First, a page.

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, 9 (7), e102448

Using Genotyping-By-Sequencing (GBS) for Genomic Discovery in Cultivated Oat


Using Genotyping-By-Sequencing (GBS) for Genomic Discovery in Cultivated Oat

Yung-Fen Huang et al. PLoS One.


Advances in next-generation sequencing offer high-throughput and cost-effective genotyping alternatives, including genotyping-by-sequencing (GBS). Results have shown that this methodology is efficient for genotyping a variety of species, including those with complex genomes. To assess the utility of GBS in cultivated hexaploid oat (Avena sativa L.), seven bi-parental mapping populations and diverse inbred lines from breeding programs around the world were studied. We examined technical factors that influence GBS SNP calls, established a workflow that combines two bioinformatics pipelines for GBS SNP calling, and provided a nomenclature for oat GBS loci. The high-throughput GBS system enabled us to place 45,117 loci on an oat consensus map, thus establishing a positional reference for further genomic studies. Using the diversity lines, we estimated that a minimum density of one marker per 2 to 2.8 cM would be required for genome-wide association studies (GWAS), and GBS markers met this density requirement in most chromosome regions. We also demonstrated the utility of GBS in additional diagnostic applications related to oat breeding. We conclude that GBS is a powerful and useful approach, which will have many additional applications in oat breeding and genomic studies.

Conflict of interest statement

Competing Interests: The authors have declared that no competing interests exist.


Figure 1
Figure 1. Number of GBS loci vs. sequencing depth.
Number of GBS SNP loci called in 53 OxT mapping progeny at increasing sequencing depth, filtered at four levels of completeness (25%, 50%, 75%, and 90%). Other filtering parameters were constant, with heterozygosity ≤10% and minor allele frequency ≥30%. A sequencing depth index of 1 represents the average read depth that would be achieved with 95 samples multiplexed in a standard Illumina sequencing run giving approximately 2×108 short reads. Thus, an index of 2 would be equivalent to twice this number of reads or half of this plexity.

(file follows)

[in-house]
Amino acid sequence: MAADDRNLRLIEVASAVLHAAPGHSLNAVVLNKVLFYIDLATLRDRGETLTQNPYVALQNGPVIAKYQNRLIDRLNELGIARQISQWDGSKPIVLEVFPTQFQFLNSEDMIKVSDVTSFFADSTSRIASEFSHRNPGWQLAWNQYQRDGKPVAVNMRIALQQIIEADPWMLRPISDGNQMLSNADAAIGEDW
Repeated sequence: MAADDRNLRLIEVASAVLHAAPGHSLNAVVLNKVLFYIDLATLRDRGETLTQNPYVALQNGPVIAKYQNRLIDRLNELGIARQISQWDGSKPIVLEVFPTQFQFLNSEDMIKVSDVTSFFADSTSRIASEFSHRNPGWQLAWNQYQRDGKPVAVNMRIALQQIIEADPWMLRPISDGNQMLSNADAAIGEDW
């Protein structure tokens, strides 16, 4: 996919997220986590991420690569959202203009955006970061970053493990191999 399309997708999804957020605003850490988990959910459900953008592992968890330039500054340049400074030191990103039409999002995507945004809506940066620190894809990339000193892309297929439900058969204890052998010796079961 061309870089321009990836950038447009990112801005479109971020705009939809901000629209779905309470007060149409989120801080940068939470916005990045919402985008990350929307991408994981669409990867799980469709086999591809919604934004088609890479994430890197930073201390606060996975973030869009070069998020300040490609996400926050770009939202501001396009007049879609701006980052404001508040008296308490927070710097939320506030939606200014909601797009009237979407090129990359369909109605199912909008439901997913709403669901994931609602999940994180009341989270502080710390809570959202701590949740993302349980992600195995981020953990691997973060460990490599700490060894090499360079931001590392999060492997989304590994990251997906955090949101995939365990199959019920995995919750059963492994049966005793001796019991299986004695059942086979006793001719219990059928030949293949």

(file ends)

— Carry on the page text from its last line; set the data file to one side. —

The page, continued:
Figure 2
Figure 2. Number of GBS loci vs. sample size.
Number of GBS loci called in samples of size N from a set of 360 diverse oat lines filtered at four levels of completeness (25%, 50%, 75%, and 90%) is shown. Other filtering parameters were constant, with heterozygosity ≥10% and MAF ≥5%.
Figure 3
Figure 3. Distribution of GBS loci across the oat genome.
Maps of each chromosome (delineated by blue lines and labeled on left) are divided into 5 cM bins with 0 cM starting at the top. Red bars show numbers of loci detected by two pipelines, green shows those detected only by the population-filtering pipeline, and violet shows those detected only by the UNEAK pipeline. Numerals inside boxes show total GBS loci by chromosome. A summary of placed GBS loci by pipeline and by sub-genome is shown.
Figure 4
Figure 4. Scatter plots of PC1 vs. PC2.
The k10 correction is shown: (A) coloured based on clustering from genotypic data, (B) coloured based on geographic origins.
Figure 5
Figure 5. LD decay plot.
r2 estimates were plotted against the average map distance (recombination frequency expressed in cM): (A) relationship fit using the mutation model (Hill-Weir), (B) relationship fit using the recombination-drift model (Sved). Population structure was estimated using the k10 correction.

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Grant support

This work was supported by the Canadian Crop Genomics Initiative as part of Agriculture and Agri-Food Canada research grant 1885. The funders had no role in study design, data collection and analysis, decision to publish, or preparation of the manuscript.